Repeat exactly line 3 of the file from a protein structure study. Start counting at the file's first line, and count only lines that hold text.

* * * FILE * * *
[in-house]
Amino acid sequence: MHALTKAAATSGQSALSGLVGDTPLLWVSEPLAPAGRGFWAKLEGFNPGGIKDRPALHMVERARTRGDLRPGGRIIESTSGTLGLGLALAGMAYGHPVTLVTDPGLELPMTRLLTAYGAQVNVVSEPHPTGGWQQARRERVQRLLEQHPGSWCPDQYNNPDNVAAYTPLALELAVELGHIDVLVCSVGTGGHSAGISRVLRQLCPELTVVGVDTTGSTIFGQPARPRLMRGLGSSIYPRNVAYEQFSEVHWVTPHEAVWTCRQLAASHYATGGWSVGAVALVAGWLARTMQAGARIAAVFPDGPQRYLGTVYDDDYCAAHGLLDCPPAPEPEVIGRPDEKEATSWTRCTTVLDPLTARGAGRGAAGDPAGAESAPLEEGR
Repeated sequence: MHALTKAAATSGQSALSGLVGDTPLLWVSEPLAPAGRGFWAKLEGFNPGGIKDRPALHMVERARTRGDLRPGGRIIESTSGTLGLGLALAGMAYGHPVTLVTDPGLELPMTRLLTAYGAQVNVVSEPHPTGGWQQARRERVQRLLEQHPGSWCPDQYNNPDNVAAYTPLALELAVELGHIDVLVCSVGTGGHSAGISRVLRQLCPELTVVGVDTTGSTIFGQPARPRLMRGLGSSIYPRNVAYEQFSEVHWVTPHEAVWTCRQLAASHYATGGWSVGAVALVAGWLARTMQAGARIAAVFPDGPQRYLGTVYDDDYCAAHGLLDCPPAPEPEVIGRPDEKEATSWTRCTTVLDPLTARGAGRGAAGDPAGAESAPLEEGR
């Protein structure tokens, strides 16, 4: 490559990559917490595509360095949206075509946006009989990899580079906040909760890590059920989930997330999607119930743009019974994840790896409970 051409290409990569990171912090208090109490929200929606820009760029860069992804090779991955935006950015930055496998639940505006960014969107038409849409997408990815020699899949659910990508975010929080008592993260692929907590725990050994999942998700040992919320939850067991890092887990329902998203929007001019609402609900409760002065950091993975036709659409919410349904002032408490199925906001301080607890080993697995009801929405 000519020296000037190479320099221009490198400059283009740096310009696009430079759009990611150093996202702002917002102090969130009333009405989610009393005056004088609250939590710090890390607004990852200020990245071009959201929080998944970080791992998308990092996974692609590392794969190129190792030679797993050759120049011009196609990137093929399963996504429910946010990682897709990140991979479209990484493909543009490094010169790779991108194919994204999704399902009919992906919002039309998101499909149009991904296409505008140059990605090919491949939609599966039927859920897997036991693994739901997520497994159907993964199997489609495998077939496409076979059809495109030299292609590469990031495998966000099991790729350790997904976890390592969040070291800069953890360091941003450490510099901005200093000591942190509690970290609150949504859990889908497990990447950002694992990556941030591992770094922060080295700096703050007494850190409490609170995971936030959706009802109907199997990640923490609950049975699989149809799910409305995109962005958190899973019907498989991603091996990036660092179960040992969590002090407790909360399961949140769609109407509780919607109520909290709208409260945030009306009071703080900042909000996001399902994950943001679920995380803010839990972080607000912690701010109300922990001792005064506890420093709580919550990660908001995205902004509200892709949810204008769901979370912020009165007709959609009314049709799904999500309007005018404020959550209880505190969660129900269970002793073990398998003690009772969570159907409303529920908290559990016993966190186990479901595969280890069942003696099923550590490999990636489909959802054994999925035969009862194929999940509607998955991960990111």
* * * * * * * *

Repeated sequence: MHALTKAAATSGQSALSGLVGDTPLLWVSEPLAPAGRGFWAKLEGFNPGGIKDRPALHMVERARTRGDLRPGGRIIESTSGTLGLGLALAGMAYGHPVTLVTDPGLELPMTRLLTAYGAQVNVVSEPHPTGGWQQARRERVQRLLEQHPGSWCPDQYNNPDNVAAYTPLALELAVELGHIDVLVCSVGTGGHSAGISRVLRQLCPELTVVGVDTTGSTIFGQPARPRLMRGLGSSIYPRNVAYEQFSEVHWVTPHEAVWTCRQLAASHYATGGWSVGAVALVAGWLARTMQAGARIAAVFPDGPQRYLGTVYDDDYCAAHGLLDCPPAPEPEVIGRPDEKEATSWTRCTTVLDPLTARGAGRGAAGDPAGAESAPLEEGR